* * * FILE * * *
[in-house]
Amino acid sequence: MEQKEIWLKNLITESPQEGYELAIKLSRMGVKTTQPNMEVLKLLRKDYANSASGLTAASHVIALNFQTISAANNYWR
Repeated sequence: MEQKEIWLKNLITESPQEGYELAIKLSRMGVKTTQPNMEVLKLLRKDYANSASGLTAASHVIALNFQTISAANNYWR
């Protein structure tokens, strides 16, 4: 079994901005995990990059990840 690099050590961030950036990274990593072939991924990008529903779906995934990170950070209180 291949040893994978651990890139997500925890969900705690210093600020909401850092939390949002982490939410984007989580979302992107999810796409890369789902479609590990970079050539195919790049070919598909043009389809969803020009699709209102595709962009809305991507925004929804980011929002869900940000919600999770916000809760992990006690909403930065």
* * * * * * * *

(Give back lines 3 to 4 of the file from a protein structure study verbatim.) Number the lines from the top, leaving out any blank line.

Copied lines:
Repeated sequence: MEQKEIWLKNLITESPQEGYELAIKLSRMGVKTTQPNMEVLKLLRKDYANSASGLTAASHVIALNFQTISAANNYWR
């Protein structure tokens, strides 16, 4: 079994901005995990990059990840 690099050590961030950036990274990593072939991924990008529903779906995934990170950070209180 291949040893994978651990890139997500925890969900705690210093600020909401850092939390949002982490939410984007989580979302992107999810796409890369789902479609590990970079050539195919790049070919598909043009389809969803020009699709209102595709962009809305991507925004929804980011929002869900940000919600999770916000809760992990006690909403930065």